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An Israeli worker in a hazmat suit sprays disinfectant in the cabin of an Israir Airlines Airbus A320 airplane at Ben Gurion International Airport on June 14, 2020. Gil Cohen-Magen/AFP via Getty Images
If you’re still disinfecting just about everything you own to prevent the spread of COVID-19, it’s time to stop.
The agency now says, by and large, good old fashioned cleaning with soap and water or detergent can protect against COVID-19 infections just fine.
You don’t need to waste time trying to completely obliterate this virus on surfaces using sprays and disinfectant.
“In most situations, regular cleaning of surfaces with soap and detergent — not necessarily disinfecting those surfaces — is enough to reduce the risk of COVID-19 spread,” CDC Director Rochelle Walensky said on Monday during the White House’s COVID-19 briefing.
A growing body of research shows that regular soap and water cleaning is usually enough to wash away this virus and prevent infections. It’s more important to worry about wearing a mask in public and avoiding person to person spread of COVID-19 through close contact.
“People can be infected through contact with contaminated surfaces, but I mean, really the risk is low, based on the science,” a CDC spokesperson who helped develop the agency’s new guidance told Insider.
Effective cleaning removes germs from surfaces. Disinfecting goes a step further, by killing them on the spot.
But disinfection for the coronavirus, which is a respiratory virus that is most often spread through person to person contact, is not really necessary most of the time.
Former Florida state toxicologist David Krause, an independent expert who used to chair the American Industrial Hygiene Association’s indoor environmental quality committee, generally agrees with the CDC’s new stance on cleaning and disinfecting.
“I’m a full advocate of soap and water effective cleaning,” he told Insider. “You’re better off trying to physically capture [the coronavirus] and remove it than you are trying to destroy its genetic capabilities.”
Applying disinfectant without properly cleaning surfaces first “consumes most of the disinfectant,” Krause said, and just spreads germs around.
What’s more, the CDC says that there’s no good evidence that “alternative” disinfection methods, like UV radiation, LED blue lights, or sanitizing “tunnels” really work to kill the virus.
Many so-called “disinfectants” made specifically for electronics aren’t fully effective against the coronavirus either, since they contain alcohol to dry quickly. (Disinfectants usually need to stay wet for several minutes to take full effect.)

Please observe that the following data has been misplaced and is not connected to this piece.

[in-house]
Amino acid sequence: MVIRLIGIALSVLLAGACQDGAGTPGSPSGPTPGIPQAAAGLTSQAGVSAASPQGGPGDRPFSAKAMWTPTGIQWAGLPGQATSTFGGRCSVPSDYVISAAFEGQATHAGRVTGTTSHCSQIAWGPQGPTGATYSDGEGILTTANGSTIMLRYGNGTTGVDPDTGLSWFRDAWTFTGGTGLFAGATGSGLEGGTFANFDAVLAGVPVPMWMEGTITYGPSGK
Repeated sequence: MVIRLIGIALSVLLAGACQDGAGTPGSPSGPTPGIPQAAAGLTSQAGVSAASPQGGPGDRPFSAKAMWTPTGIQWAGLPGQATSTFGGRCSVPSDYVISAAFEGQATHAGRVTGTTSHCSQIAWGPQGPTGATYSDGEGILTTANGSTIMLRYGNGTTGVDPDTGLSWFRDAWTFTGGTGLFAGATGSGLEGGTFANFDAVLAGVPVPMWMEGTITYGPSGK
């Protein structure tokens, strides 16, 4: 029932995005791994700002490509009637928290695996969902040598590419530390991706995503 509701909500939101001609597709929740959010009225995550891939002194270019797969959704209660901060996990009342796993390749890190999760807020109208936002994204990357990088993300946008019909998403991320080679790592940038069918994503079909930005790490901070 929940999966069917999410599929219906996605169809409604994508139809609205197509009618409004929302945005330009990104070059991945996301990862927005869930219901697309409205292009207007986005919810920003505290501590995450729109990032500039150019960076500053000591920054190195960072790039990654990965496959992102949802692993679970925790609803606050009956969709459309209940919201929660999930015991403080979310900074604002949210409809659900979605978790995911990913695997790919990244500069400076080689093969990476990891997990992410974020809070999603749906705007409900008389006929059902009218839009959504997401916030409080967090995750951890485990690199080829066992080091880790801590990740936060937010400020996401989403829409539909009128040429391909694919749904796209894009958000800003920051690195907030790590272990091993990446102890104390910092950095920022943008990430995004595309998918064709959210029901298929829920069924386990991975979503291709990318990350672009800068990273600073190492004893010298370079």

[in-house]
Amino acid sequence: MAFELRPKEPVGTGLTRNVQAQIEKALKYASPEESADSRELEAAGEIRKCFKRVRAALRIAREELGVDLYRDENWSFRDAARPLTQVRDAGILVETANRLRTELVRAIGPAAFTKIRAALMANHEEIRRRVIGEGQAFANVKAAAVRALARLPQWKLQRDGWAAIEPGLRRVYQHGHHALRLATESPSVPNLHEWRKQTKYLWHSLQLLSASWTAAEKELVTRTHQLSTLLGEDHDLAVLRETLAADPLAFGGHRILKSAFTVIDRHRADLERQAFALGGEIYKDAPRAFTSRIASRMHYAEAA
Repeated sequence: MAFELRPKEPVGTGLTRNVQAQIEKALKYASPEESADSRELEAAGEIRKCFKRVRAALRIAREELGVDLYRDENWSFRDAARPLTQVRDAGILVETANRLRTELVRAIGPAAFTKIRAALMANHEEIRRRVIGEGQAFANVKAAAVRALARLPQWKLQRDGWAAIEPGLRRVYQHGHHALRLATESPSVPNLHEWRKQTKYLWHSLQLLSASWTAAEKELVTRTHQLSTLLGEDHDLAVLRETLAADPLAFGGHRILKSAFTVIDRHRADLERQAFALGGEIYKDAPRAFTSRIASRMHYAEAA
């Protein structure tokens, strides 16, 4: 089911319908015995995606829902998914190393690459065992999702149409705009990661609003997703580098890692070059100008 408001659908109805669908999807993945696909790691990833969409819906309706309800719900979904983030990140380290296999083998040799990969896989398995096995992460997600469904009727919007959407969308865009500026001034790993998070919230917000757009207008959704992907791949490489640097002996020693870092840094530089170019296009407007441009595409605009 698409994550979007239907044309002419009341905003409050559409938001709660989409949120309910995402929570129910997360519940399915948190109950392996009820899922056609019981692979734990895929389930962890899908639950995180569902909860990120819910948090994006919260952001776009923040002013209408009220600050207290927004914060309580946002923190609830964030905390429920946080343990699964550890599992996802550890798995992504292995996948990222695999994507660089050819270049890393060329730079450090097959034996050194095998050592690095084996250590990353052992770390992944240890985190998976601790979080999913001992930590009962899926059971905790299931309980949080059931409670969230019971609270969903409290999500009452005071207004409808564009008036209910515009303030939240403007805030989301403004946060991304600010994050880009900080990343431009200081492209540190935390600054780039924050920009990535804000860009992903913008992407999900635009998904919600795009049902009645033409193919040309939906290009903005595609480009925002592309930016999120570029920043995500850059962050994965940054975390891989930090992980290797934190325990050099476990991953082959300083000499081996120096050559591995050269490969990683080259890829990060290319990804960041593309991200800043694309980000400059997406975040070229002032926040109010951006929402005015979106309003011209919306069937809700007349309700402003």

If you are going to disinfect, the CDC says read the product label first, follow the manufacturer’s instructions for safe use, and wear gloves.
Fogging, fumigation, and other such theatrical performances of industrial cleanliness can easily do more harm than good, when it comes to human health.
“Fogging disinfectants willy-nilly in a building is usually ineffective,” Krause said.
That’s because most foggers are designed to work in very specific (high) concentrations, and on very specific surfaces. Fogging at the levels needed to truly nix viruses from a space can make it difficult for people to breathe.
“Disinfectants can trigger an asthma attack,” the US Environmental Protection Agency says on its website.
Calls to poison control centers nationwide from exposure to disinfectants have been on the rise during the pandemic, as people have tried to improvise their own ways to get rid of the virus, often using their cleaning products in ways that are not recommended.
The CDC said that disinfection of shared spaces may be beneficial if it’s in an area where COVID-19 case rates are high, it’s not easy to wash your hands, or there are vulnerable populations using a space.
“If people are caring for people who are sick, that’s constant exposure to infectious virus,” a CDC spokesperson said. “People should be cleaning and disinfecting high-touch surfaces and things that that person has touched.”
Krause recommends taking special care with high-touch surfaces including TV remotes, doorknobs, kitchen counters, and shared bathrooms.
“Hopefully, there’s less burden on facility managers and teachers and just people trying to follow our guidance,” the CDC spokesperson said. “They’ll realize ‘OK, essentially in most cases, routine or daily cleaning is enough.'”
According to Krause, “most cleaning and disinfecting products are very safe, if used in accordance with the label.”
Still, he stresses that if you are disinfecting at home, you should: